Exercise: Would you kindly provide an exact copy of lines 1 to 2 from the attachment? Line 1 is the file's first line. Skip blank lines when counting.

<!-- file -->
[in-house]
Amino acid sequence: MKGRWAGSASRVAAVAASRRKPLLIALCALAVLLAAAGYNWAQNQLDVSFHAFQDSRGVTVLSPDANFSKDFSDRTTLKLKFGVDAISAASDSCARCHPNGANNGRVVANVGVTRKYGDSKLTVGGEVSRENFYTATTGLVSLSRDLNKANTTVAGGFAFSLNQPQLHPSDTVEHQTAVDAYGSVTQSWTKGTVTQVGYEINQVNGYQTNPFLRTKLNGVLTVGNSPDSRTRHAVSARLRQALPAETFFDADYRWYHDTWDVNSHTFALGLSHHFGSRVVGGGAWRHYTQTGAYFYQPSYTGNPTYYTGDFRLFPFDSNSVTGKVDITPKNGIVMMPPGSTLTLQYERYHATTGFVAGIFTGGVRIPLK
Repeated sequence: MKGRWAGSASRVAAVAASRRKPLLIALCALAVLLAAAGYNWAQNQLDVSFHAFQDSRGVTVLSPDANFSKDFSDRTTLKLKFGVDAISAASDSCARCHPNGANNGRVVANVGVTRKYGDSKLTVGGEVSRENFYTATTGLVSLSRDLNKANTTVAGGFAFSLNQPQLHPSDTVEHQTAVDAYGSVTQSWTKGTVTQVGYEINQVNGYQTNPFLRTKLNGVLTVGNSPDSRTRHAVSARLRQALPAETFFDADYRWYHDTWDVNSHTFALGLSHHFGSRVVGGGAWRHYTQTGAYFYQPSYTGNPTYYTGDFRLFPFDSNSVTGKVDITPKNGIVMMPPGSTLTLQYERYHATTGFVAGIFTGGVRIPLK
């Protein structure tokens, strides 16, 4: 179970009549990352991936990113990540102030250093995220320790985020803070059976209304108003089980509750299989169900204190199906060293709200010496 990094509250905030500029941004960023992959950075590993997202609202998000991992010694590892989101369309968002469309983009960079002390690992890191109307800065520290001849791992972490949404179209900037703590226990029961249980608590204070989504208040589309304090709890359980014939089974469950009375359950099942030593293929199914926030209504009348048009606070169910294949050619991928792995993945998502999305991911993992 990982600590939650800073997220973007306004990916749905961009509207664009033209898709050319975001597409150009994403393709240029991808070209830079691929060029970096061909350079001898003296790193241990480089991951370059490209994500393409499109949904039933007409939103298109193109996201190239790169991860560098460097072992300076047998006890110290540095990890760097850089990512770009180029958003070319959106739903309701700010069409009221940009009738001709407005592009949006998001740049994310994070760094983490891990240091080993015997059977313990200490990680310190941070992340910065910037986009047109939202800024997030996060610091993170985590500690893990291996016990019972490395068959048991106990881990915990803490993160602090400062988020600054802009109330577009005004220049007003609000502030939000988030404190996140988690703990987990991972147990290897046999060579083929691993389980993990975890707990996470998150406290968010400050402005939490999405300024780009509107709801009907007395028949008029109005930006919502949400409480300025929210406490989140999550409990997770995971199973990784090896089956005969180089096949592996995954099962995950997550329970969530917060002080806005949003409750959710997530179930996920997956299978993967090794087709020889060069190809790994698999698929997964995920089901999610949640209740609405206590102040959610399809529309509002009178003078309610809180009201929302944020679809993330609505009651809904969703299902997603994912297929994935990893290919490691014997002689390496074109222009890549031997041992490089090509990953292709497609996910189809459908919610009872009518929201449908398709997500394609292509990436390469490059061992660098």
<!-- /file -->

[in-house]
Amino acid sequence: MKGRWAGSASRVAAVAASRRKPLLIALCALAVLLAAAGYNWAQNQLDVSFHAFQDSRGVTVLSPDANFSKDFSDRTTLKLKFGVDAISAASDSCARCHPNGANNGRVVANVGVTRKYGDSKLTVGGEVSRENFYTATTGLVSLSRDLNKANTTVAGGFAFSLNQPQLHPSDTVEHQTAVDAYGSVTQSWTKGTVTQVGYEINQVNGYQTNPFLRTKLNGVLTVGNSPDSRTRHAVSARLRQALPAETFFDADYRWYHDTWDVNSHTFALGLSHHFGSRVVGGGAWRHYTQTGAYFYQPSYTGNPTYYTGDFRLFPFDSNSVTGKVDITPKNGIVMMPPGSTLTLQYERYHATTGFVAGIFTGGVRIPLK